The #ProjectKhokha pilot was able to do 70 000 transactions in 1h30 or 780 per minute in the National Payment System.
The South African Reserve Bank’s, Project Khokha, has received the ‘Best Distributed Ledger Initiative’ award from the Central Banking Publications. The award, which was given at a gala dinner in Singapore, comes about three months after the reserve bank reported the successful testing of the project.
The award was given on the premise that the project has shown potential in the “central banking, regulatory and supervisory environment.”
“We are truly appreciative of and humbled by the award and for the recognition of the effort made on Project Khokha. I am proud of the efforts made by the South African community in deepening knowledge of, and leveraging off, new technologies such as distributed ledger-based systems, especially those that are core to our economy such as wholesale payment systems. The award is the recognition of the importance of collaboration, focused effort and shared knowledge in a productive and transparent manner.”
Project Khokha is a proof-of-concept interbank payment and settlement system that is based on the Quorum blockchain. The project is also the first blockchain-based initiative in Africa to receive global recognition.
Project Khokha kicked off in January this year and ran for 14 weeks, in partnership with a consortium of banks. The project trial showed that the daily volume of transactions handled by the existing real-time gross settlement system can be processed in 75 minutes with complete confidentiality of transactions.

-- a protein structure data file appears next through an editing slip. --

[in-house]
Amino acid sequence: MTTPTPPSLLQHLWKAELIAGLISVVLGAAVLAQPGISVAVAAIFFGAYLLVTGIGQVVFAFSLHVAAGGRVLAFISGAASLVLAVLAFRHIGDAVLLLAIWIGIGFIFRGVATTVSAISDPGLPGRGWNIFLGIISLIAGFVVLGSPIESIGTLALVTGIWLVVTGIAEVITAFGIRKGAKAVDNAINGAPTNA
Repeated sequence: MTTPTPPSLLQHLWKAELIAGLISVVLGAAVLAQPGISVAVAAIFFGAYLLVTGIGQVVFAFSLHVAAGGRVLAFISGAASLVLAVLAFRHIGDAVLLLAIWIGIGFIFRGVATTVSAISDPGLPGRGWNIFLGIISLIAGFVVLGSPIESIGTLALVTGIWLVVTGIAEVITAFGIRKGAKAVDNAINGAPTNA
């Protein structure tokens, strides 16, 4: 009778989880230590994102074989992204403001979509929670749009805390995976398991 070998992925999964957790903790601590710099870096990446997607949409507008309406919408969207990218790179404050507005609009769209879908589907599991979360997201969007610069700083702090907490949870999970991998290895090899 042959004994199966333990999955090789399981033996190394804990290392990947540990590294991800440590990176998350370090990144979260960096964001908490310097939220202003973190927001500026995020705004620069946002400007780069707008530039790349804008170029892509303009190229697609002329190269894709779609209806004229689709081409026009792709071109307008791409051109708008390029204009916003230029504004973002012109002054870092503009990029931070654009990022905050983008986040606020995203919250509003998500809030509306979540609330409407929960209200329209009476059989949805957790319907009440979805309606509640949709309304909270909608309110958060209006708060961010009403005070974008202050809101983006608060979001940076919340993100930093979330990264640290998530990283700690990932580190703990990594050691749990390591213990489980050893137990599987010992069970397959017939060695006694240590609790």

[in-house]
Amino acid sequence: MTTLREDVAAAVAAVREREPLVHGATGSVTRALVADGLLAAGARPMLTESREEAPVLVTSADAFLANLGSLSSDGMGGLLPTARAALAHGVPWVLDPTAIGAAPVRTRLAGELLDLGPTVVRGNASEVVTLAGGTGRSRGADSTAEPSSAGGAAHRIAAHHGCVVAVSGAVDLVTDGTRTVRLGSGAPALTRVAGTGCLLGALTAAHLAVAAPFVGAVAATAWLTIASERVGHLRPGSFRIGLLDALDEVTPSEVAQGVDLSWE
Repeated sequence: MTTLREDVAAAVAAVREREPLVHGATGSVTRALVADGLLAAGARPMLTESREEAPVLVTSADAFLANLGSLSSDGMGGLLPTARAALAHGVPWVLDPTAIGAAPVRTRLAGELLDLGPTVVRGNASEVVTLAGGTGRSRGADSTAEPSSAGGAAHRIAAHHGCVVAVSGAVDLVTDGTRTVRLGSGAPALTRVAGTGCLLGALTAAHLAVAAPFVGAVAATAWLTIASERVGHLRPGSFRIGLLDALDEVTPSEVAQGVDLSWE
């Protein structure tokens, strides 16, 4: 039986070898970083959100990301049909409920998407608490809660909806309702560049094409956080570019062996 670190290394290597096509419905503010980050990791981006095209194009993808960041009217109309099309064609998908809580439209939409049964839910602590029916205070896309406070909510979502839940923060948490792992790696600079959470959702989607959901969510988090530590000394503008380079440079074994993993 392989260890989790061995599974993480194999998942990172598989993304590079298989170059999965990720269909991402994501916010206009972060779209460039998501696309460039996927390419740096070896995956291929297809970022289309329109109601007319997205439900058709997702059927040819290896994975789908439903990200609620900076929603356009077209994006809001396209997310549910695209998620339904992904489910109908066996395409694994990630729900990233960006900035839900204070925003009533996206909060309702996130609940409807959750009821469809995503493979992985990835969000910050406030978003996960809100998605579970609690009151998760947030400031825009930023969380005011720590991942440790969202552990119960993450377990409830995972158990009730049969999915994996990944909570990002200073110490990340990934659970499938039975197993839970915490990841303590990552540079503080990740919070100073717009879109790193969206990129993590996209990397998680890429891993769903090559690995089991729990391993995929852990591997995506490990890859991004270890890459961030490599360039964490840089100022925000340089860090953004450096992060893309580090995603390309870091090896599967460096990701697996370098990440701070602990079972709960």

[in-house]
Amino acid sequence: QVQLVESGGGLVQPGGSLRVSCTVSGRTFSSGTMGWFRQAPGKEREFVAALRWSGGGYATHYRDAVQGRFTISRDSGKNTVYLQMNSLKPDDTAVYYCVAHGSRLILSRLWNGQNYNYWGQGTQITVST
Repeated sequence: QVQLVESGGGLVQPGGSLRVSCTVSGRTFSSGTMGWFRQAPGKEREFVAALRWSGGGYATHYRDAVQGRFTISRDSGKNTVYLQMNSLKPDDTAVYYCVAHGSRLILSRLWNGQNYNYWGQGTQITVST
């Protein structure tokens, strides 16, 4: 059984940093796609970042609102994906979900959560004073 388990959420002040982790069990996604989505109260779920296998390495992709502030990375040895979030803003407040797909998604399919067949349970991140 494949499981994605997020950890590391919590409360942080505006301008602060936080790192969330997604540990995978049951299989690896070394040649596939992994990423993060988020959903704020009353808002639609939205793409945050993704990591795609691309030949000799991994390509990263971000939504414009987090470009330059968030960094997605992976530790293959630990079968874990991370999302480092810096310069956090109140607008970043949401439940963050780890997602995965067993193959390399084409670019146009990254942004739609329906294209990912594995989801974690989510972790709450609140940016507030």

According to South African Reserve Bank (SARB) governor Lesetja Kganyago, several things have to be considered before the project is implemented.
“This is only the starting point. The implementation of a production-ready system requires a deeper understanding of the complexities that were not within the scope of this initial project. Key considerations that need to be addressed, over time, include the evaluation of supporting frameworks and other systems that integrate with the wholesale system, as well as the legal, regulatory and compliance factors.” Said Lesetja.
The award Project Khokha has received is a lesson to other African regulators to drop the wait and see approach on blockchain technology and cryptocurrencies and start applying these technologies in their operations.
For instance, the Central Bank of Kenya needs to start working on a local digital currency as recommended by the blockchain and AI taskforce while the Capital Markets Authority needs to quicken the implementation of a regulatory sandbox.